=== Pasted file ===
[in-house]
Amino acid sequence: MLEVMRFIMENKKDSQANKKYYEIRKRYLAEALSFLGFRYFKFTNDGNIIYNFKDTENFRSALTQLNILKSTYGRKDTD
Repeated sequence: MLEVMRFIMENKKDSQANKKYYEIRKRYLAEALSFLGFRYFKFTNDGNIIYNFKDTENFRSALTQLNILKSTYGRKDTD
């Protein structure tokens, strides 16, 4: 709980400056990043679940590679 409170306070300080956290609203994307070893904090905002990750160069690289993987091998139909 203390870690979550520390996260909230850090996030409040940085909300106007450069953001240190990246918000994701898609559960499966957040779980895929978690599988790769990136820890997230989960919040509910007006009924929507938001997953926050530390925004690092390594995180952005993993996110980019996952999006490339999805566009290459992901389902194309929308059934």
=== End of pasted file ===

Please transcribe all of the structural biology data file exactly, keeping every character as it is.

[in-house]
Amino acid sequence: MLEVMRFIMENKKDSQANKKYYEIRKRYLAEALSFLGFRYFKFTNDGNIIYNFKDTENFRSALTQLNILKSTYGRKDTD
Repeated sequence: MLEVMRFIMENKKDSQANKKYYEIRKRYLAEALSFLGFRYFKFTNDGNIIYNFKDTENFRSALTQLNILKSTYGRKDTD
């Protein structure tokens, strides 16, 4: 709980400056990043679940590679 409170306070300080956290609203994307070893904090905002990750160069690289993987091998139909 203390870690979550520390996260909230850090996030409040940085909300106007450069953001240190990246918000994701898609559960499966957040779980895929978690599988790769990136820890997230989960919040509910007006009924929507938001997953926050530390925004690092390594995180952005993993996110980019996952999006490339999805566009290459992901389902194309929308059934």